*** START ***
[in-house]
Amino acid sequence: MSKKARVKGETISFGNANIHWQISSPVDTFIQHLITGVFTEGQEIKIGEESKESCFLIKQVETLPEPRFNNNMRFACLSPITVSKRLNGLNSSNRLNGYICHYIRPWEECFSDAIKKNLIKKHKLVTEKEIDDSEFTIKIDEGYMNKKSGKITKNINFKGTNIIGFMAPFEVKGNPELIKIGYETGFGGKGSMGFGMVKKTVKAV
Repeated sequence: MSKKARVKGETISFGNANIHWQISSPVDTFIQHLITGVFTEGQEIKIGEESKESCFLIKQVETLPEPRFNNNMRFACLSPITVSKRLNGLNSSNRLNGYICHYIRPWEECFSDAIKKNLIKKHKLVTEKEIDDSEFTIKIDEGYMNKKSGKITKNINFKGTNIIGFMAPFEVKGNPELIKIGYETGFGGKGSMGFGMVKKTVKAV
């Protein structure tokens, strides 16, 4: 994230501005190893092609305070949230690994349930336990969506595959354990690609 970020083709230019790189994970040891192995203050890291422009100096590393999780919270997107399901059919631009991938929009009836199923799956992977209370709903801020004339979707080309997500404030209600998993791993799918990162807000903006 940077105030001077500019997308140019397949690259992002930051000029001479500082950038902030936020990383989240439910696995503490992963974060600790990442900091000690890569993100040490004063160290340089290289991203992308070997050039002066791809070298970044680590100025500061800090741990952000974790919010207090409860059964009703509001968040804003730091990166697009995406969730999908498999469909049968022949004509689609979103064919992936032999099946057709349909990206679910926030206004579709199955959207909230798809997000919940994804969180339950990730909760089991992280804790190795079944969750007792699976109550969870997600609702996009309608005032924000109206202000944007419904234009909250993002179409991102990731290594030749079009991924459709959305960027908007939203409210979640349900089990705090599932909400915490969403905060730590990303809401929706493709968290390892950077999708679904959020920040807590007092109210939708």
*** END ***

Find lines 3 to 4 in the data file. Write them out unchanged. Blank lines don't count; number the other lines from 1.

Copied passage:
Repeated sequence: MSKKARVKGETISFGNANIHWQISSPVDTFIQHLITGVFTEGQEIKIGEESKESCFLIKQVETLPEPRFNNNMRFACLSPITVSKRLNGLNSSNRLNGYICHYIRPWEECFSDAIKKNLIKKHKLVTEKEIDDSEFTIKIDEGYMNKKSGKITKNINFKGTNIIGFMAPFEVKGNPELIKIGYETGFGGKGSMGFGMVKKTVKAV
């Protein structure tokens, strides 16, 4: 994230501005190893092609305070949230690994349930336990969506595959354990690609 970020083709230019790189994970040891192995203050890291422009100096590393999780919270997107399901059919631009991938929009009836199923799956992977209370709903801020004339979707080309997500404030209600998993791993799918990162807000903006 940077105030001077500019997308140019397949690259992002930051000029001479500082950038902030936020990383989240439910696995503490992963974060600790990442900091000690890569993100040490004063160290340089290289991203992308070997050039002066791809070298970044680590100025500061800090741990952000974790919010207090409860059964009703509001968040804003730091990166697009995406969730999908498999469909049968022949004509689609979103064919992936032999099946057709349909990206679910926030206004579709199955959207909230798809997000919940994804969180339950990730909760089991992280804790190795079944969750007792699976109550969870997600609702996009309608005032924000109206202000944007419904234009909250993002179409991102990731290594030749079009991924459709959305960027908007939203409210979640349900089990705090599932909400915490969403905060730590990303809401929706493709968290390892950077999708679904959020920040807590007092109210939708």